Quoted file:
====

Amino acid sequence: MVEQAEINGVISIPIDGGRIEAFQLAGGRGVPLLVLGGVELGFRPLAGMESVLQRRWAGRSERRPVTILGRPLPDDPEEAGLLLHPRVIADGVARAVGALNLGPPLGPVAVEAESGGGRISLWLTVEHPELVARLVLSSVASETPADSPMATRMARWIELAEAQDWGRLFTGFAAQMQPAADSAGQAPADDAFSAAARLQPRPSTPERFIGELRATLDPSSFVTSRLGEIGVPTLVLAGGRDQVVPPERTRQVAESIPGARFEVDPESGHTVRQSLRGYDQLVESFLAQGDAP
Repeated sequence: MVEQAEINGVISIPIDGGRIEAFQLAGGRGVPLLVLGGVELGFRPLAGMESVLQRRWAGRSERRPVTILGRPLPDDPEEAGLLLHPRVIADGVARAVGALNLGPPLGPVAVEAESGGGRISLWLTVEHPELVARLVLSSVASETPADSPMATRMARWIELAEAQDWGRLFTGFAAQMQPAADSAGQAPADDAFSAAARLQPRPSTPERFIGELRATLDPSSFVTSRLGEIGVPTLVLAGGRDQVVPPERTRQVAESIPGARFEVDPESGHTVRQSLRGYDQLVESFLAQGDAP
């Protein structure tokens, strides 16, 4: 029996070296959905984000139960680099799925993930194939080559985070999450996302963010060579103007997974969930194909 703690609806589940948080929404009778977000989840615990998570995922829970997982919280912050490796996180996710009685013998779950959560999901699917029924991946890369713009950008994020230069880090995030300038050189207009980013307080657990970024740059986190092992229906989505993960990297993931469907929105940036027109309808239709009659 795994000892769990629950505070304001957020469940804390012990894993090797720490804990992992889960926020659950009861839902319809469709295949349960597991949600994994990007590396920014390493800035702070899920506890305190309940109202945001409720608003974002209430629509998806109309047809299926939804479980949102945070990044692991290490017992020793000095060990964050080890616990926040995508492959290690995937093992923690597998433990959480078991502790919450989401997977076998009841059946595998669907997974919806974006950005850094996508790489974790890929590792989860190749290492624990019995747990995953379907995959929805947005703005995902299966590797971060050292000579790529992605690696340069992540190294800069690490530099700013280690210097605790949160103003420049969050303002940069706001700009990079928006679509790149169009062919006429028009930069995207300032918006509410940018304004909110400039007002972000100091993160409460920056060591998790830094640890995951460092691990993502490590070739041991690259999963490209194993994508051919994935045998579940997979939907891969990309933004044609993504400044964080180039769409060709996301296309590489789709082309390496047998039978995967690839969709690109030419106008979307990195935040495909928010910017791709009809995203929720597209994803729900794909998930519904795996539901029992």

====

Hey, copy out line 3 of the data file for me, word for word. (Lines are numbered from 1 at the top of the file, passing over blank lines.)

């Protein structure tokens, strides 16, 4: 029996070296959905984000139960680099799925993930194939080559985070999450996302963010060579103007997974969930194909 703690609806589940948080929404009778977000989840615990998570995922829970997982919280912050490796996180996710009685013998779950959560999901699917029924991946890369713009950008994020230069880090995030300038050189207009980013307080657990970024740059986190092992229906989505993960990297993931469907929105940036027109309808239709009659 795994000892769990629950505070304001957020469940804390012990894993090797720490804990992992889960926020659950009861839902319809469709295949349960597991949600994994990007590396920014390493800035702070899920506890305190309940109202945001409720608003974002209430629509998806109309047809299926939804479980949102945070990044692991290490017992020793000095060990964050080890616990926040995508492959290690995937093992923690597998433990959480078991502790919450989401997977076998009841059946595998669907997974919806974006950005850094996508790489974790890929590792989860190749290492624990019995747990995953379907995959929805947005703005995902299966590797971060050292000579790529992605690696340069992540190294800069690490530099700013280690210097605790949160103003420049969050303002940069706001700009990079928006679509790149169009062919006429028009930069995207300032918006509410940018304004909110400039007002972000100091993160409460920056060591998790830094640890995951460092691990993502490590070739041991690259999963490209194993994508051919994935045998579940997979939907891969990309933004044609993504400044964080180039769409060709996301296309590489789709082309390496047998039978995967690839969709690109030419106008979307990195935040495909928010910017791709009809995203929720597209994803729900794909998930519904795996539901029992």